A new study has concluded that genetics as well as environment can influence the likelihood that a person will become a sexual offender.
Titled “Sexual offending runs in families: A 37-year nationwide study,” the paper was published Thursday in the International Journal of Epidemiology. It was written by five experts from the Karolinska Institute in Stockholm, Sweden, the University of Ottawa in Canada, and Oxford University in the UK. It was based on nationwide Swedish data about 21,566 men convicted of sexual crimes between 1973 and 2009.
One of the authors, Seena Fazel of the Oxford University Department of Psychiatry, said realizing that genetics can increase the risk that someone will commit a sex crime could help governments target those most in need of help.
Half-brothers show different degrees of risk
In an interview with CNN.com, Fazel acknowledged that isolating genetic factors can be difficult. But he said comparisons — including of half-brothers who grew up in the same environment but had different mothers — showed that the biological sons of offenders had a higher risk of becoming offenders themselves.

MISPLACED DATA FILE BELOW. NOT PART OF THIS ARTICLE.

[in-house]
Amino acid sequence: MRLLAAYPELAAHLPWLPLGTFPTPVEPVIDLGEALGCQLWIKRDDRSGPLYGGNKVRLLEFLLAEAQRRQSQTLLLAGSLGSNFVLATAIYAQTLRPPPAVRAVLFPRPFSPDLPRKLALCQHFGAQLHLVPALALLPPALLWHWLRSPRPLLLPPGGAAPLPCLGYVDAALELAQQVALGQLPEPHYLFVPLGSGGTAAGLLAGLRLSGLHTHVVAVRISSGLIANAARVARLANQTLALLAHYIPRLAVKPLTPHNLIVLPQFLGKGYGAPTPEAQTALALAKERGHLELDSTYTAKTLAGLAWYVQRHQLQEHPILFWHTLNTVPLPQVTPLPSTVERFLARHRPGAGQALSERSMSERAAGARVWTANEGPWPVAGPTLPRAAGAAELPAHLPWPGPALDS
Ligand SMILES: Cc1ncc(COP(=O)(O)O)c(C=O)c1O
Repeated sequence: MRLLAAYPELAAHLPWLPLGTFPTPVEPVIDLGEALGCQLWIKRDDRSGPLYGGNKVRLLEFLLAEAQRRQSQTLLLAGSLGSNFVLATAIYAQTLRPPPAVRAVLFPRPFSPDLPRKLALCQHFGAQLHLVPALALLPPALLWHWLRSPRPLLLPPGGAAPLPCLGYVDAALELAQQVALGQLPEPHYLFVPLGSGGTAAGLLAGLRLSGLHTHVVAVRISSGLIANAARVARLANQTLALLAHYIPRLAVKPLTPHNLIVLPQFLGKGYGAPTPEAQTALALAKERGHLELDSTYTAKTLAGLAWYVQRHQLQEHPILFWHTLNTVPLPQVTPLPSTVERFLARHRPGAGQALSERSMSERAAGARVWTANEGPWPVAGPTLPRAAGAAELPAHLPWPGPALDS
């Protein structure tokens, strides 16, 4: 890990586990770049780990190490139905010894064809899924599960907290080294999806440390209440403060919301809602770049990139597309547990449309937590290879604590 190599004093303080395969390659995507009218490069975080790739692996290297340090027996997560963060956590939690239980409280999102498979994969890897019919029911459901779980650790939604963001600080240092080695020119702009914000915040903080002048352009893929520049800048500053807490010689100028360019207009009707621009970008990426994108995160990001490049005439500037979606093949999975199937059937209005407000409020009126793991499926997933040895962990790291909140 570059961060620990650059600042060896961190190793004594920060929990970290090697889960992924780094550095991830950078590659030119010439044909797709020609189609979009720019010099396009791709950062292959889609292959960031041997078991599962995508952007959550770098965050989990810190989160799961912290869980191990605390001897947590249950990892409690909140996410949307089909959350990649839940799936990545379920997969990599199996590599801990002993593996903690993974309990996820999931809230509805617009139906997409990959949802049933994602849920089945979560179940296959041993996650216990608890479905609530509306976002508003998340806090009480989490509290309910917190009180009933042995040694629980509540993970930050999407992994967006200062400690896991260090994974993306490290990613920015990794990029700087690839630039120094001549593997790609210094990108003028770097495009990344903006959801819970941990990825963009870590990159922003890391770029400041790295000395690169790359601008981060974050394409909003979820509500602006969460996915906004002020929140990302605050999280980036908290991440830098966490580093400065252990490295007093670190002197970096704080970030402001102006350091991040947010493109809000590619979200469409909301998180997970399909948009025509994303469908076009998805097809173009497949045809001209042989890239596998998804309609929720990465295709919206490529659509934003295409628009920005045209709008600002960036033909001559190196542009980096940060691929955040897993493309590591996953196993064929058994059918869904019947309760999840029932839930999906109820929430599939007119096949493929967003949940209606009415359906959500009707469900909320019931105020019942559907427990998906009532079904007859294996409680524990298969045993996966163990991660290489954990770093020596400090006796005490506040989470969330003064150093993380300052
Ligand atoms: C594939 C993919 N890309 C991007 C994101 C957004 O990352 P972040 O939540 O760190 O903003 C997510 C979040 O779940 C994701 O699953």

The biological sons of a sex offender were five times more likely than the norm to commit sex offenses, the study found. But their maternal half-brothers were only twice as likely to do so, the paper said.
“There is a genetic component,” Fazel said. “It’s not insignificant. It hasn’t really be shown before in this field.”
The study concludes that genetics accounts for 40% of the risk. But Fazel said that was perhaps too precise a figure, and it would be better to think of it as anywhere between 20% and 50%.
Information might help social services help families
Fazel described the study as an incremental step in increasing understanding of the factors that contribute to the risk of sexual crime. And considering that genetics influences people’s sexuality in general, he said, the finding should not come as a complete surprise.
“We shouldn’t discard the genetic component,” he said. “It isn’t all about environment.”
One use of the information, he said, would be to help social services that might already be attending to a particular family to work more closely with a person at greater risk regarding relationships, boundary setting and problem solving.
He stressed that a genetic predisposition did not by any means indicate that a person was bound to become a sex offender and said the risk of any particular person committing sexual offenses was small.